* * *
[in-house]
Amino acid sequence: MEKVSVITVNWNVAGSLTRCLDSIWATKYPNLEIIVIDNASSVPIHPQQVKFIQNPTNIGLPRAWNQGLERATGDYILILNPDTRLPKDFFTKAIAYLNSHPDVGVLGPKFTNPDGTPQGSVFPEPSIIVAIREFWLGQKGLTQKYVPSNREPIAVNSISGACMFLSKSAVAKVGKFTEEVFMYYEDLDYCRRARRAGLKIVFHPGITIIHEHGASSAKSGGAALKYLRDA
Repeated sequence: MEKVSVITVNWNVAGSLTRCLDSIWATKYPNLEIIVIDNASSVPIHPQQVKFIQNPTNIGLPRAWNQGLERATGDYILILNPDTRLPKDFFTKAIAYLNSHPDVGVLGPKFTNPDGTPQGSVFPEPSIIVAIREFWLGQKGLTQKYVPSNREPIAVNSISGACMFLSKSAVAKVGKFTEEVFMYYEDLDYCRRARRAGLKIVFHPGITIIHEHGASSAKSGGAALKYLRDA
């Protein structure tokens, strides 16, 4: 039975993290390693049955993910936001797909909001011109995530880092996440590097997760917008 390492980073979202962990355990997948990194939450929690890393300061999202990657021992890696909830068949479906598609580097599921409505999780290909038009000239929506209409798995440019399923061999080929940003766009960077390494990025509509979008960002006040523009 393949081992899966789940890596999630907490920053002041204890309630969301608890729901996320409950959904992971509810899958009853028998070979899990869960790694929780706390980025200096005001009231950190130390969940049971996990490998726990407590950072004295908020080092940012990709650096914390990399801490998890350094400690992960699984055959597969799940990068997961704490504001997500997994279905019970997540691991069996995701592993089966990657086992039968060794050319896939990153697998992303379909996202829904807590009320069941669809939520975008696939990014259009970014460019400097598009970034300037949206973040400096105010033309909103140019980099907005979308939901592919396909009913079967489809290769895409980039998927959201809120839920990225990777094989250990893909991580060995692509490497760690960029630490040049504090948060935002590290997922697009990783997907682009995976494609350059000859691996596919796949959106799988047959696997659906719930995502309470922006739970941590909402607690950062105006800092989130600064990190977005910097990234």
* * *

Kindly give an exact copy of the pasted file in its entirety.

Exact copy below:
[in-house]
Amino acid sequence: MEKVSVITVNWNVAGSLTRCLDSIWATKYPNLEIIVIDNASSVPIHPQQVKFIQNPTNIGLPRAWNQGLERATGDYILILNPDTRLPKDFFTKAIAYLNSHPDVGVLGPKFTNPDGTPQGSVFPEPSIIVAIREFWLGQKGLTQKYVPSNREPIAVNSISGACMFLSKSAVAKVGKFTEEVFMYYEDLDYCRRARRAGLKIVFHPGITIIHEHGASSAKSGGAALKYLRDA
Repeated sequence: MEKVSVITVNWNVAGSLTRCLDSIWATKYPNLEIIVIDNASSVPIHPQQVKFIQNPTNIGLPRAWNQGLERATGDYILILNPDTRLPKDFFTKAIAYLNSHPDVGVLGPKFTNPDGTPQGSVFPEPSIIVAIREFWLGQKGLTQKYVPSNREPIAVNSISGACMFLSKSAVAKVGKFTEEVFMYYEDLDYCRRARRAGLKIVFHPGITIIHEHGASSAKSGGAALKYLRDA
């Protein structure tokens, strides 16, 4: 039975993290390693049955993910936001797909909001011109995530880092996440590097997760917008 390492980073979202962990355990997948990194939450929690890393300061999202990657021992890696909830068949479906598609580097599921409505999780290909038009000239929506209409798995440019399923061999080929940003766009960077390494990025509509979008960002006040523009 393949081992899966789940890596999630907490920053002041204890309630969301608890729901996320409950959904992971509810899958009853028998070979899990869960790694929780706390980025200096005001009231950190130390969940049971996990490998726990407590950072004295908020080092940012990709650096914390990399801490998890350094400690992960699984055959597969799940990068997961704490504001997500997994279905019970997540691991069996995701592993089966990657086992039968060794050319896939990153697998992303379909996202829904807590009320069941669809939520975008696939990014259009970014460019400097598009970034300037949206973040400096105010033309909103140019980099907005979308939901592919396909009913079967489809290769895409980039998927959201809120839920990225990777094989250990893909991580060995692509490497760690960029630490040049504090948060935002590290997922697009990783997907682009995976494609350059000859691996596919796949959106799988047959696997659906719930995502309470922006739970941590909402607690950062105006800092989130600064990190977005910097990234």